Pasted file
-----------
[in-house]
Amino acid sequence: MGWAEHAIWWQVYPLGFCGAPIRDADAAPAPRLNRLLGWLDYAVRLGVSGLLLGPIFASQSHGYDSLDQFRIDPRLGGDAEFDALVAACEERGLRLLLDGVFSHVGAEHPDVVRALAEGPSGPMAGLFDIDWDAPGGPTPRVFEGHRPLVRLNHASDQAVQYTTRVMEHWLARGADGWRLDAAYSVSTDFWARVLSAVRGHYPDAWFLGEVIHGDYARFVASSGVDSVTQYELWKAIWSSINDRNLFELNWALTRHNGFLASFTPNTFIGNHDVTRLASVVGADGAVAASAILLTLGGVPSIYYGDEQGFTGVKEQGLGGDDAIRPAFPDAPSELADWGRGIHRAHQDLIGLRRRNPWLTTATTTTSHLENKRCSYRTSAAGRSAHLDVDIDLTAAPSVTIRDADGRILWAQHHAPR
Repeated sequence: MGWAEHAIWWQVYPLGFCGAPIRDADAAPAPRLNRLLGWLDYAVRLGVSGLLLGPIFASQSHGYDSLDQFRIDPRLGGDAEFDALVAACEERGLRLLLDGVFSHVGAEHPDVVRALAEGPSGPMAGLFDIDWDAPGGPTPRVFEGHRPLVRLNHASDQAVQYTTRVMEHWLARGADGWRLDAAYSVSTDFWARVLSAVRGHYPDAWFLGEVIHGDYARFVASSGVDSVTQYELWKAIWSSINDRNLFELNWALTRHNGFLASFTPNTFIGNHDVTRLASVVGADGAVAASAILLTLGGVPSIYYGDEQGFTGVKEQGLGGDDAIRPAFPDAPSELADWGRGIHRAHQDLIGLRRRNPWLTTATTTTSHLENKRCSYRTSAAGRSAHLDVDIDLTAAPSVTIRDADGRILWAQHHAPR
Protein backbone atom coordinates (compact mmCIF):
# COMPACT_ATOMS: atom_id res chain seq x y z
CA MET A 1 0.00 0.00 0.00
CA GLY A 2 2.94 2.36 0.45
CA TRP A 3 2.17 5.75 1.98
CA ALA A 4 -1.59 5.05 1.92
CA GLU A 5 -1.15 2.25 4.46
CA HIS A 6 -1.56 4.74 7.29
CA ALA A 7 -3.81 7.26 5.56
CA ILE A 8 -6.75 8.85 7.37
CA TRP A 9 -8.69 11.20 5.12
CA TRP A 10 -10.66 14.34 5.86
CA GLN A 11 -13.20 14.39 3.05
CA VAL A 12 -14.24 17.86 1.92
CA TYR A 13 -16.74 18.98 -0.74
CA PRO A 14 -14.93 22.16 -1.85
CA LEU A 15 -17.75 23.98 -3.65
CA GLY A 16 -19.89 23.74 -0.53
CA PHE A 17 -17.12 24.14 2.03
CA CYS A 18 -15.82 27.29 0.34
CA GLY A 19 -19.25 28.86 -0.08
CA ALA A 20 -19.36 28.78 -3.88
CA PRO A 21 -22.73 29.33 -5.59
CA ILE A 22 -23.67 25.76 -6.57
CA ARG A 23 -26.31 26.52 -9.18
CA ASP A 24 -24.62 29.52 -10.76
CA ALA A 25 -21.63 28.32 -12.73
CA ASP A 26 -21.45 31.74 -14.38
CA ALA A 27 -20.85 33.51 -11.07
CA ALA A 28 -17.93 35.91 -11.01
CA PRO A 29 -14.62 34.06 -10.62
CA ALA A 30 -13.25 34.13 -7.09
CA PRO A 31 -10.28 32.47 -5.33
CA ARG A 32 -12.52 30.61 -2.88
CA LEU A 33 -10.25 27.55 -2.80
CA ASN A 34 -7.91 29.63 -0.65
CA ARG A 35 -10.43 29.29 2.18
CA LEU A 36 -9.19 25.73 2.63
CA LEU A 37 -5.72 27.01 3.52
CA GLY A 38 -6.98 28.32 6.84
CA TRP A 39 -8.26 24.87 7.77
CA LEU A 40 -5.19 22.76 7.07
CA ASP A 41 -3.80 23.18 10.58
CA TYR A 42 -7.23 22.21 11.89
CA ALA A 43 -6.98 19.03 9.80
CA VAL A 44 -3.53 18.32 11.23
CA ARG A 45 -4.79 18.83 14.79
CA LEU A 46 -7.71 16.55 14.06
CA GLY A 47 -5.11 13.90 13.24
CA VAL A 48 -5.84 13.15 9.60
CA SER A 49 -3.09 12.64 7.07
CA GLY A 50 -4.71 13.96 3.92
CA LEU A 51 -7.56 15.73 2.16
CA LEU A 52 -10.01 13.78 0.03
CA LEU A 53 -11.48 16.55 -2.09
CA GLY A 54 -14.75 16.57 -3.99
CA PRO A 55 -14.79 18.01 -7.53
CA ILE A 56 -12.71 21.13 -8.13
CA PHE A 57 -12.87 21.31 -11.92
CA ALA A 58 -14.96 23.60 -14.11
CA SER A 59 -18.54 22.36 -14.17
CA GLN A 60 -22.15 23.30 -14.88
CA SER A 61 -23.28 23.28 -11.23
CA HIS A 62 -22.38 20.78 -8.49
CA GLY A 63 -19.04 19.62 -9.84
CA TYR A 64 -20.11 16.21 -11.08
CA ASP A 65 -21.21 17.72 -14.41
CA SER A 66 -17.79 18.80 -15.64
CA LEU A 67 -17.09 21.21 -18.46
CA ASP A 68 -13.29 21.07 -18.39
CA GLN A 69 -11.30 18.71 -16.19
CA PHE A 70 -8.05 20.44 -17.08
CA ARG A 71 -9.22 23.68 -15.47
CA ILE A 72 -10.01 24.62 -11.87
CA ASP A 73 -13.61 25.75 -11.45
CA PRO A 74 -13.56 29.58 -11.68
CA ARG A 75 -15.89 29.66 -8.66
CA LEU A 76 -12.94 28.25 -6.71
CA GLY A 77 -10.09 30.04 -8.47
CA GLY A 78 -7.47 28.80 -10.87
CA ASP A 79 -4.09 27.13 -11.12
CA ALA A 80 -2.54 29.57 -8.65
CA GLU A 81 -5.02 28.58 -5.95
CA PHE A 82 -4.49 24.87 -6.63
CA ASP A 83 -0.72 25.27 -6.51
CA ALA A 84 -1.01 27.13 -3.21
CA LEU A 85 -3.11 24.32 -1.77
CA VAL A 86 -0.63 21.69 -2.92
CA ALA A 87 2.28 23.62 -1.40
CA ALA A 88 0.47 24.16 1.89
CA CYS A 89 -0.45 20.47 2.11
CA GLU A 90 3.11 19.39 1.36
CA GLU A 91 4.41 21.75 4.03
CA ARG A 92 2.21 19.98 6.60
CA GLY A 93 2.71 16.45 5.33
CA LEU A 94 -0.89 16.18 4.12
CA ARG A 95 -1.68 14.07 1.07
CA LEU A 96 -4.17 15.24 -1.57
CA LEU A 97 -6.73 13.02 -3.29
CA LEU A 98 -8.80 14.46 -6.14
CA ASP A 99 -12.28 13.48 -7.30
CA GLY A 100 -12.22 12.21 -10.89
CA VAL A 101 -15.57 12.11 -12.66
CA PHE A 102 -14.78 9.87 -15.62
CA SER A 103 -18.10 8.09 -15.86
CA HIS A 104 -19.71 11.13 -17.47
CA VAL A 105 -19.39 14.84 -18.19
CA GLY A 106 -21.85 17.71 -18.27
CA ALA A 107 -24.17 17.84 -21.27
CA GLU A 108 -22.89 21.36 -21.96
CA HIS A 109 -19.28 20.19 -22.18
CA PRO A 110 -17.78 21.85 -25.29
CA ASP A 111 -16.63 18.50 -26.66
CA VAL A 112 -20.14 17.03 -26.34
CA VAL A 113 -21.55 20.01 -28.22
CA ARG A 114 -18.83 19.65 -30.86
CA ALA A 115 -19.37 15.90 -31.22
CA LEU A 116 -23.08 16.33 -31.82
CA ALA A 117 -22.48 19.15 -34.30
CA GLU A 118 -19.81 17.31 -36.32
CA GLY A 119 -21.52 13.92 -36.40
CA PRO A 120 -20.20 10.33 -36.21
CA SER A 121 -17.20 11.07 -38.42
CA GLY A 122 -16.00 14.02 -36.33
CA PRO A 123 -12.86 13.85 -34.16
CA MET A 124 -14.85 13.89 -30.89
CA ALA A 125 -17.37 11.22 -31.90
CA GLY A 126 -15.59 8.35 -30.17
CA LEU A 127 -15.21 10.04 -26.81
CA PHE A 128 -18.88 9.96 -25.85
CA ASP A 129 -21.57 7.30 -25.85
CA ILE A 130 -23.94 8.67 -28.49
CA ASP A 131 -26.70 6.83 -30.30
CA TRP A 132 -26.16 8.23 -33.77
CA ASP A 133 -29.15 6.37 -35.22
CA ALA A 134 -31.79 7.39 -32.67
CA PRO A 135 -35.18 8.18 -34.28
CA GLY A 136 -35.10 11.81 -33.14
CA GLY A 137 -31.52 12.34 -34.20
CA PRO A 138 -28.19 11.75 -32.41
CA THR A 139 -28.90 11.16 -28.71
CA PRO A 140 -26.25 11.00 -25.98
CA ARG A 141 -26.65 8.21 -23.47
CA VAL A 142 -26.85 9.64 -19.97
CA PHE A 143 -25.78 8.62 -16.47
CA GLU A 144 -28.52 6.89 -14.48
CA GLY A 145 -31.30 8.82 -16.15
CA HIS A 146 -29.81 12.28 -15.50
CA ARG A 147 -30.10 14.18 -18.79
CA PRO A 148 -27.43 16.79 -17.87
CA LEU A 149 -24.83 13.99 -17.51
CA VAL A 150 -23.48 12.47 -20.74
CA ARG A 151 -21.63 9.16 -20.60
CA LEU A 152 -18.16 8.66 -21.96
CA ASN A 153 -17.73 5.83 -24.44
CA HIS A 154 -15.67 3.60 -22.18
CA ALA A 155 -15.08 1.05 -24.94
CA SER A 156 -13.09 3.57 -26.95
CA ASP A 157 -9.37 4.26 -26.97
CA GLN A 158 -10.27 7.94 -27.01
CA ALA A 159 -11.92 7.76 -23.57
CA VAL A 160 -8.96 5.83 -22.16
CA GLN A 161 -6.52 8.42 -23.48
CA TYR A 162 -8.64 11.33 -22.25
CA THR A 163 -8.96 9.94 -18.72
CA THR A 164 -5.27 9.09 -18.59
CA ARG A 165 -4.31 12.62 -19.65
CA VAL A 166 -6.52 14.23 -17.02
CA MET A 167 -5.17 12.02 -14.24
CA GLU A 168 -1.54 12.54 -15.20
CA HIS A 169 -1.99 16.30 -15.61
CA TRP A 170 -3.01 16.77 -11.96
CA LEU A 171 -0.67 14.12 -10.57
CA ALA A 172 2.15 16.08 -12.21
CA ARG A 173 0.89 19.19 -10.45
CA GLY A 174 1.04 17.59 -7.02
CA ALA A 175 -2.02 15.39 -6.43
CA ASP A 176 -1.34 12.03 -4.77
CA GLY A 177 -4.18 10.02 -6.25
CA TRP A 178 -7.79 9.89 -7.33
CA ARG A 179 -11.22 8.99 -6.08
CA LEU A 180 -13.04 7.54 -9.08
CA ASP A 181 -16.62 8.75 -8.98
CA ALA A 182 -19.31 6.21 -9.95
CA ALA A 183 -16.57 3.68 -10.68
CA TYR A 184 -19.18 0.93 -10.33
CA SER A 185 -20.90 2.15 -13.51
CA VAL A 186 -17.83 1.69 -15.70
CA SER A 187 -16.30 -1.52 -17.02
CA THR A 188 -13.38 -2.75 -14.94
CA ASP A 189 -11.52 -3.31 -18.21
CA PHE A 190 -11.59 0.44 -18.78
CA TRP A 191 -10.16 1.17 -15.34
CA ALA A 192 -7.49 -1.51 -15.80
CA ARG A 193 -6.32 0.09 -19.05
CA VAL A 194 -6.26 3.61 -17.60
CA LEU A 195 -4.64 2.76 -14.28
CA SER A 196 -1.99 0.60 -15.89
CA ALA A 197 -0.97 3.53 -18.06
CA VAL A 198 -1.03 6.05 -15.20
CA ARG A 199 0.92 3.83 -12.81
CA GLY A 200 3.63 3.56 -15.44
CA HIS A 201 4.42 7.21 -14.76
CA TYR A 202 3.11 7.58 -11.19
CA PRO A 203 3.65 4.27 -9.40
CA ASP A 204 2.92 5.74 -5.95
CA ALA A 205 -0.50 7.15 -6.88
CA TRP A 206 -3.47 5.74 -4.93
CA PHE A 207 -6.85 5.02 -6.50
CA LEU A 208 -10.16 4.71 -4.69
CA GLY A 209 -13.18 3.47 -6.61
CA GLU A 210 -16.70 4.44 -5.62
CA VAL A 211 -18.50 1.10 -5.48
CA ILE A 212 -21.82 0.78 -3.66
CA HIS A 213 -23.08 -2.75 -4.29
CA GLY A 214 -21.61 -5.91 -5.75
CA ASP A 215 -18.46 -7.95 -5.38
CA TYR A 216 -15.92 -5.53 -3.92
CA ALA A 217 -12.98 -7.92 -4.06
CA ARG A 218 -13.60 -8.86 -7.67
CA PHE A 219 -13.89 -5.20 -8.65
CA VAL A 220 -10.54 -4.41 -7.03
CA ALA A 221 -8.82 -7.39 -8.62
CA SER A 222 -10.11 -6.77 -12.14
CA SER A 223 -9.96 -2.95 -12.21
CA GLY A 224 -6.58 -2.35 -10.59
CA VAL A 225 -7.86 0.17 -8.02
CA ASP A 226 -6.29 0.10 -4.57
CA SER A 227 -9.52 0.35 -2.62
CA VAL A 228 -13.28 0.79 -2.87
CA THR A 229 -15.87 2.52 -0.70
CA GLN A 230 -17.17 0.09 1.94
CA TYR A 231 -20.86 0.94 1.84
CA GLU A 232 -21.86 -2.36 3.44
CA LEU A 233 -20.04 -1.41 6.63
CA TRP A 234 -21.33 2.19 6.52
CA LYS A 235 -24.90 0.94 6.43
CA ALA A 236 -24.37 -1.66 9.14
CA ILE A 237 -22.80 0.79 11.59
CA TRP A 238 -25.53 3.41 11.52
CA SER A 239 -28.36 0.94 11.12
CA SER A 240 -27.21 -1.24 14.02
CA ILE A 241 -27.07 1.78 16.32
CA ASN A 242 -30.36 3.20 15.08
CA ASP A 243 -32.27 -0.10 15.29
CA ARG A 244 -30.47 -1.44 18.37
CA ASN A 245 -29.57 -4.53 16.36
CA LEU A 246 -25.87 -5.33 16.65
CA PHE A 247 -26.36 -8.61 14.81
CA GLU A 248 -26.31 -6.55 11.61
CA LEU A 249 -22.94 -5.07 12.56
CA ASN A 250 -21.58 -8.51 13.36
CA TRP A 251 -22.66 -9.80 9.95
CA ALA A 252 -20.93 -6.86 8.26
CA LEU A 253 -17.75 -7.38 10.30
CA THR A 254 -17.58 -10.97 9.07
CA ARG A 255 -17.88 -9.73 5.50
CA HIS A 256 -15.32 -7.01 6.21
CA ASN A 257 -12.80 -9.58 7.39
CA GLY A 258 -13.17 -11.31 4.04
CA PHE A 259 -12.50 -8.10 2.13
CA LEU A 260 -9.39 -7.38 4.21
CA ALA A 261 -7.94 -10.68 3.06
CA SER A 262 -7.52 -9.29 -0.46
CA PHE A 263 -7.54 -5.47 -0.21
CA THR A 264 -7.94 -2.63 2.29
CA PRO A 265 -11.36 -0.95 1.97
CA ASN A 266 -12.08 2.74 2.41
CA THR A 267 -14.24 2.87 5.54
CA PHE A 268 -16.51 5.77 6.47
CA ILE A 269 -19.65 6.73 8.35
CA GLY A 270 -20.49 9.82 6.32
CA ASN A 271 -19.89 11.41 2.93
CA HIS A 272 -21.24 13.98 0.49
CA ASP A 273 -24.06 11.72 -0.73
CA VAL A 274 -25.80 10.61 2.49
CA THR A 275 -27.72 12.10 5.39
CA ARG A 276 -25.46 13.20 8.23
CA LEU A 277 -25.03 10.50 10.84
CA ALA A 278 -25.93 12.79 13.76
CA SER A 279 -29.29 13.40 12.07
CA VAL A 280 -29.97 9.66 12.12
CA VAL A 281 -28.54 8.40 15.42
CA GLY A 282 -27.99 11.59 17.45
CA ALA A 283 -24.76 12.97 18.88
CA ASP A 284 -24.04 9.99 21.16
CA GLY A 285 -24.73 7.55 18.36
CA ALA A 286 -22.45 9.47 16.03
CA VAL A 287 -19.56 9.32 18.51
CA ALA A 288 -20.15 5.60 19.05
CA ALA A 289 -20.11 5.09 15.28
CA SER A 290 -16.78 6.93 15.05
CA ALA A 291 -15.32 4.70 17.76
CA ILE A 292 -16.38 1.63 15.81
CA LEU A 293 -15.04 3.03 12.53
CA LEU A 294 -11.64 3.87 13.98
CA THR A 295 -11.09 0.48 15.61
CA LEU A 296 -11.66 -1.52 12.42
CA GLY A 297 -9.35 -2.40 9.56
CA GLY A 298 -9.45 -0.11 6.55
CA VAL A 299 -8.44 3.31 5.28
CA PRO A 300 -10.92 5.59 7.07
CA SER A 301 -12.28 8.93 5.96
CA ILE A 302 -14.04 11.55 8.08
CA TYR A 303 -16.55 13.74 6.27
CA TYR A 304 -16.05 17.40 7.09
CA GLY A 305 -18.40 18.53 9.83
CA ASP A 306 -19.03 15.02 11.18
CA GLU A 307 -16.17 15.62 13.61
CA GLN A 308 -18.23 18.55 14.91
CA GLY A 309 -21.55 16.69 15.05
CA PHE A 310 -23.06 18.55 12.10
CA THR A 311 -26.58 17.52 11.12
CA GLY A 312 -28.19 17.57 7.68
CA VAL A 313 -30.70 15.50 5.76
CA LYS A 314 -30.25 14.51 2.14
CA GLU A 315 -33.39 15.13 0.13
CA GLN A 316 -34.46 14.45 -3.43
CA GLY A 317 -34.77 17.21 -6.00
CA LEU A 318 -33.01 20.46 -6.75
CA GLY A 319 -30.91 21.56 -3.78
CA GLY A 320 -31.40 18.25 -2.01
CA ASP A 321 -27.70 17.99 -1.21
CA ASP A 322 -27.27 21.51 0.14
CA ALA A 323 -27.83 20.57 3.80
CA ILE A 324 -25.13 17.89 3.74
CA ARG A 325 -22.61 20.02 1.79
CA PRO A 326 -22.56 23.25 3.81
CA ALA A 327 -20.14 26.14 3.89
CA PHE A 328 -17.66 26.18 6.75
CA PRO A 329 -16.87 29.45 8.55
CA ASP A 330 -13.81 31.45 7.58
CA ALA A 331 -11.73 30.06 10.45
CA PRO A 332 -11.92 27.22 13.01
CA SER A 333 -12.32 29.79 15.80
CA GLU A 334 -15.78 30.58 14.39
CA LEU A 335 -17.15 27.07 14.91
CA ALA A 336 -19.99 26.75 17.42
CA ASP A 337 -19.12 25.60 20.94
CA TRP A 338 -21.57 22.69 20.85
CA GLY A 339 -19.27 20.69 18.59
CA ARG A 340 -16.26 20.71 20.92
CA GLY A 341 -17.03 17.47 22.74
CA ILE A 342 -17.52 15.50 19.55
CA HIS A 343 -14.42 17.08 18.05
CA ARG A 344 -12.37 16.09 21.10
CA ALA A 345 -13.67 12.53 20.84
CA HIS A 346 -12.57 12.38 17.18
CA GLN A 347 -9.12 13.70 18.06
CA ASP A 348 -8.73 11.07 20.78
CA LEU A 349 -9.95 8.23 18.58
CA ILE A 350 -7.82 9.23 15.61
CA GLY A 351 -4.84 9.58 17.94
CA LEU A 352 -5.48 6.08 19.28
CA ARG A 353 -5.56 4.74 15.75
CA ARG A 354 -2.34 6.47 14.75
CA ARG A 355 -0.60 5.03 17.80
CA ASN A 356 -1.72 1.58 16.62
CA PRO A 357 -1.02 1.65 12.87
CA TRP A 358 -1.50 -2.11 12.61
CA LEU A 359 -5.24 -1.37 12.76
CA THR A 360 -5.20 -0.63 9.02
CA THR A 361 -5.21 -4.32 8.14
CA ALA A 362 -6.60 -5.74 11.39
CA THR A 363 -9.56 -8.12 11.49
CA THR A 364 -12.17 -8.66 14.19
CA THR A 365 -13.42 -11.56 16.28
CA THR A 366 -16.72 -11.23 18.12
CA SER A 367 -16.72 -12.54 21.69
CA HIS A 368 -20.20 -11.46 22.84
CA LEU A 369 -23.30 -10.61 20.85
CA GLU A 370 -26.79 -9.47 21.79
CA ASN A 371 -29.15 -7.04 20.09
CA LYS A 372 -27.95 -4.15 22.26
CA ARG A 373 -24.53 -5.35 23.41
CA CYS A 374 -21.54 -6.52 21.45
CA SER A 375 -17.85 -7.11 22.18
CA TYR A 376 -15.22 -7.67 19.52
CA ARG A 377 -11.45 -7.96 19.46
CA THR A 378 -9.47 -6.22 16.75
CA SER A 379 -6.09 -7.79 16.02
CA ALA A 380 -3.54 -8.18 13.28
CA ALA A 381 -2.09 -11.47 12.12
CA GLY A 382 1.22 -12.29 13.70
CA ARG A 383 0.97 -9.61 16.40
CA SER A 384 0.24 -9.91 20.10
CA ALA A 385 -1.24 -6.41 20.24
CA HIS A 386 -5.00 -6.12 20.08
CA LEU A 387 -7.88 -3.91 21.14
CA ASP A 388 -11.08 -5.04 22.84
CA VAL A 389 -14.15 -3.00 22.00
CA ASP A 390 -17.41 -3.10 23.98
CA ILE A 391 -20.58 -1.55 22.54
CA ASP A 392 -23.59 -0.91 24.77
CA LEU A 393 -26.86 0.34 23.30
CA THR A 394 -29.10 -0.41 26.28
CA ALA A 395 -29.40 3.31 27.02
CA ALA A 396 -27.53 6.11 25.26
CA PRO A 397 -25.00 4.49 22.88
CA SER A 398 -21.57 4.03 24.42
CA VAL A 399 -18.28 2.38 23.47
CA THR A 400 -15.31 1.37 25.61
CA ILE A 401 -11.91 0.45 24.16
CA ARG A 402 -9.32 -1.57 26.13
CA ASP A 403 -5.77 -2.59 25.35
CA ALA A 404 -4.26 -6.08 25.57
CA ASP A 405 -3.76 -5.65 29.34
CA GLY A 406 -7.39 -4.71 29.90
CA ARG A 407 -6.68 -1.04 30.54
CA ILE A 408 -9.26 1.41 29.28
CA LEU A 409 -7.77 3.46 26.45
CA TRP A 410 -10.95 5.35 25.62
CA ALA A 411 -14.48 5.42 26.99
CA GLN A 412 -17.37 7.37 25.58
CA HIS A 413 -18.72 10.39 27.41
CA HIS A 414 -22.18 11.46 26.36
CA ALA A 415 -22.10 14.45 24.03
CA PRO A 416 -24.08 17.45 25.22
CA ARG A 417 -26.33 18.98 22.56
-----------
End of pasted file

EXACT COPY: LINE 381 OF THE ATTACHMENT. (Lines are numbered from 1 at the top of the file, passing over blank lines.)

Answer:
CA TYR A 376 -15.22 -7.67 19.52